Net::IDN::Overwiew - Internationalized Domain Names for Applications (IDNA)
Net::IDN::* modules provide a framework for the handling of Internationalized Domain Names for Applications (IDNA) in perl programmes.
This document provides an overview of the available modules in order to allow you to choose the best module for the task at hand.
provides a high-level interface for converting domain names (and for convenience, email addresses).
Use this module if you just want to convert domain names and don't care about how this is done internally.
Currently, this module uses Net::IDN::UTS46. However, this might change in the future if another specification (e.g. a revision of IDNA2008) becomes more appropriate.
The author aims for Net::IDN::Encode to always use the specification that will provide the "least surprising" results.
These modules implement different versions of the the IDNA specifications. Use one of these modules only if you require compatibility with a specific incarnation of IDNA.
implements the original IDNA specification, released in 2003 (IDNA2003), which is now obsolete.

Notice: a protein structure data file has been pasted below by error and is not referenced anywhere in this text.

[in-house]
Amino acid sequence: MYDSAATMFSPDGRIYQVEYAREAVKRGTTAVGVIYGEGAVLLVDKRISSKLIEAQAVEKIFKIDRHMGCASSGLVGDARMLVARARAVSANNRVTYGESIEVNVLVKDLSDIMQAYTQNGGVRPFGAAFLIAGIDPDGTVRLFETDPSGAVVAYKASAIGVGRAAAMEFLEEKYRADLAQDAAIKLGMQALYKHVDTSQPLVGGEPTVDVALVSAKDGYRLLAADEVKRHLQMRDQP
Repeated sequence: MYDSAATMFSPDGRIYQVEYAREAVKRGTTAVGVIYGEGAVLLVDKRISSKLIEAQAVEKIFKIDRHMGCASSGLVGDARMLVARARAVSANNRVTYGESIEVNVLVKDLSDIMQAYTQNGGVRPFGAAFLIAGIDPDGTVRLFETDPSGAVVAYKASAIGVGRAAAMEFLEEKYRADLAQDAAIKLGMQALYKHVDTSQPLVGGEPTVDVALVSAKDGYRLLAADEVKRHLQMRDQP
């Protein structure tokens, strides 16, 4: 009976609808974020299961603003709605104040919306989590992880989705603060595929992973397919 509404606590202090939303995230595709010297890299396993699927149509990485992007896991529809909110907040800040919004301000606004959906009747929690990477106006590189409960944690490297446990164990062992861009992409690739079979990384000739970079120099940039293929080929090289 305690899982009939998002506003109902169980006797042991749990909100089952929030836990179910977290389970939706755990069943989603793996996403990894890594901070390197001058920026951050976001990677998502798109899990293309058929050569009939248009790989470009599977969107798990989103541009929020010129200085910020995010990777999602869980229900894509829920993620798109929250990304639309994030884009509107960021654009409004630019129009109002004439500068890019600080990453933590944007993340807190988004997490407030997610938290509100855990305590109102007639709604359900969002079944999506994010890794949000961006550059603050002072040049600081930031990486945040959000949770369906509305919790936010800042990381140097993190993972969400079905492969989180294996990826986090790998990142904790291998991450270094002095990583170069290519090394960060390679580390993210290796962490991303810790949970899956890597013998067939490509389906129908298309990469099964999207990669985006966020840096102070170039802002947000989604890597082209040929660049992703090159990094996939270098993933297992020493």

IDNA2003 is defined in RFC 3490 http://tools.ietf.org/rfc/3490 and related documents.
implements Unicode Technical Standard #46 (UTS #46 http://unicode.org/reports/tr46/), Unicode IDNA Compatibility Processing. This specification supports all domain names allowed under either IDNA2003 or IDNA2008.
performs the actual conversion between the ASCII and Unicode form of strings. Punycode is defined in RFC 3492 http://tools.ietf.org/rfc/3492 and related documents.
Usually, it is not a good idea to use this module directly. If you convert domain labels (or other strings) without proper preparation, you may end up with an ASCII encoding that is not interoperable or poses security issues due to spoofing.
Even if you think that your domain names are valid and in already-mapped format, you might be fooled by different Unicode normalization forms (for example, some environments might automatically convert your data to NFD, which breaks IDNA).
These modules are only maintained in order to not break applications that might rely on them
provides an Encode plugin for Punycode. As Punycode is not a general-purpose encoding, there are limited applications.
has an API depending on global variables. Don't use this module.
is the main distribution covering the most common cases for converting domain names between ASCII and Unicode.
The author tries to keep the dependency chain as small as possible; currently this distribution only depends on perl 5.8.5 (including the core module Unicode::Normalize ).
are separate because they are of limited use to the average user/perl programmer.
Claus Färber <CFAERBER@cpan.org>